Carnegie Library and Frieze Building Artifacts

Malcomson and Higginbotham
1956; Limestone; Artifact
Central Campus; On and around North Quadrangle

Artifacts from the former Ann Arbor High School and Carnegie Library grace the present-day North Quadrangle. In 1907, a high school was built on the site of a previous school that had burned down. At the same time, an almost free-standing building was built adjacent to the high school and housed the public library, funded by a grant from Andrew Carnegie. The building complex was designed by the noted Detroit architectural firm of Malcomson and Higginbotham in the Beaux Arts Classical style.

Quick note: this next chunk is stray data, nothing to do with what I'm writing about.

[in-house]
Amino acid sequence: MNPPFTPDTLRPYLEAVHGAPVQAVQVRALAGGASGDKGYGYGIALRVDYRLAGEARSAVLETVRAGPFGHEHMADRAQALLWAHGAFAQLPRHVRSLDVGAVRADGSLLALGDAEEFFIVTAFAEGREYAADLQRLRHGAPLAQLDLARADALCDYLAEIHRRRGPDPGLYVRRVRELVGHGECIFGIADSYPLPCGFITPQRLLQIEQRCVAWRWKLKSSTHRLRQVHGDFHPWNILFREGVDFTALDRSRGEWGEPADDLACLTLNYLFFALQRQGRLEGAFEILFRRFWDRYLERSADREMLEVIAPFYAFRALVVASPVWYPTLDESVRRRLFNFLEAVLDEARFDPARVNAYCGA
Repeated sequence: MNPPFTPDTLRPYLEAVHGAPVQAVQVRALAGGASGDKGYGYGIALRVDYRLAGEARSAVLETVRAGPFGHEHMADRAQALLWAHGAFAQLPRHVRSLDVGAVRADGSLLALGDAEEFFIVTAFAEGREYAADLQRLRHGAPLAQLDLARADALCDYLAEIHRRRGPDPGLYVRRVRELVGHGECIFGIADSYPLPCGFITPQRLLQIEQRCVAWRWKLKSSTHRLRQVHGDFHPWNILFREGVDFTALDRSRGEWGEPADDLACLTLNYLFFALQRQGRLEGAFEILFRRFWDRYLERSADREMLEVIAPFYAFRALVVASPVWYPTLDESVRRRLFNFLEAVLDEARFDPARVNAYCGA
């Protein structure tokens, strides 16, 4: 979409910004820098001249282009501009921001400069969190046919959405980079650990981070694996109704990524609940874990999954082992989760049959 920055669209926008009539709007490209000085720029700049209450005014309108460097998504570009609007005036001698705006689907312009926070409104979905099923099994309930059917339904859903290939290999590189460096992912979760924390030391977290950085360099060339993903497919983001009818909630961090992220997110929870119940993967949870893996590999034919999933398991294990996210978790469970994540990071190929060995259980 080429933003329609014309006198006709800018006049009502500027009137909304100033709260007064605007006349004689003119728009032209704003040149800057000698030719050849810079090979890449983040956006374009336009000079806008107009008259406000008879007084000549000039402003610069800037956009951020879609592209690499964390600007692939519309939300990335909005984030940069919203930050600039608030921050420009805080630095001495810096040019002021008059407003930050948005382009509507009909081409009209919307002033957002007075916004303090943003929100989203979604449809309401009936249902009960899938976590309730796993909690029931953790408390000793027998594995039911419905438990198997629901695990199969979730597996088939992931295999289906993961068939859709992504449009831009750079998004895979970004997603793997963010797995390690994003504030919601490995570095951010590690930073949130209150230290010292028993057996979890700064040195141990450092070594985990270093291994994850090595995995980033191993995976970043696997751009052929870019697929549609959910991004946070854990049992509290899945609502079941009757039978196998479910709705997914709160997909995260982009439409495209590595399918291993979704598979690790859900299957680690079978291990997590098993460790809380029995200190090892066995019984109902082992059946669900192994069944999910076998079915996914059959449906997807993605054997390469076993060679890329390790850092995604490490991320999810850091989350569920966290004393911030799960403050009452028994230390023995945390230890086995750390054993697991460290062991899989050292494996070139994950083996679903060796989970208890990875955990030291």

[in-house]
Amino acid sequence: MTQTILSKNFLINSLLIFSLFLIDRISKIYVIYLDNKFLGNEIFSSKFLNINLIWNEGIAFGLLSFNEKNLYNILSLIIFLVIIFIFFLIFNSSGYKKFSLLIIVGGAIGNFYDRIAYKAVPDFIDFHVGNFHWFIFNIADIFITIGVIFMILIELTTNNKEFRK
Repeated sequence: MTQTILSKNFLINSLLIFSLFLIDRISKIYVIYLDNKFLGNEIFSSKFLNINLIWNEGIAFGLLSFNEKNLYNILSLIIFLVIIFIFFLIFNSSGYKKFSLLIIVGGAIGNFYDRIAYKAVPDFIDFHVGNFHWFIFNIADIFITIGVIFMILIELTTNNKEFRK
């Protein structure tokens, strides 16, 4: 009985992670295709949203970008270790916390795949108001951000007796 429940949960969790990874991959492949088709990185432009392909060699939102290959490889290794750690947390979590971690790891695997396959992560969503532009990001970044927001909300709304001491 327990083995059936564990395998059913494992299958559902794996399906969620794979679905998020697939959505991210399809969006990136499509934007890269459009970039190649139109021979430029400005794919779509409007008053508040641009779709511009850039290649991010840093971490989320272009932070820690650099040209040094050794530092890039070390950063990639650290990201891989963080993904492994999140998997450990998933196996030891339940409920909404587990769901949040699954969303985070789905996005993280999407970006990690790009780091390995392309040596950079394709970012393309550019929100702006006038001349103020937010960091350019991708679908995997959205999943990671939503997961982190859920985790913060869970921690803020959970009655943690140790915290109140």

In 1956, the high school moved to a larger facility on the south side of town (now Pioneer High School) and the library moved downtown. The university purchased the old school and library buildings and named the complex the Henry Simmons Frieze Building, in honor of a former longtime professor of Latin Language and Literature and chair of the department (now Classical Studies), who had also been acting university president, as well as the first dean of the College of Literature, Science, and the Arts. When the building was demolished in 2007, some decorative elements from the high school were salvaged for re-use on the site. Three column capitals can be found in the interior courtyards in the landscape, and two wall-mounted “collages” of artifacts can be found on the exterior walls – one in a lower courtyard and one on the wall of the northwest plaza. Also saved was the classical façade of the Carnegie Library, which became incorporated in the north façade (facing Huron Street) of the new building constructed on the site, North Quadrangle Residential and Academic Complex, completed 2010.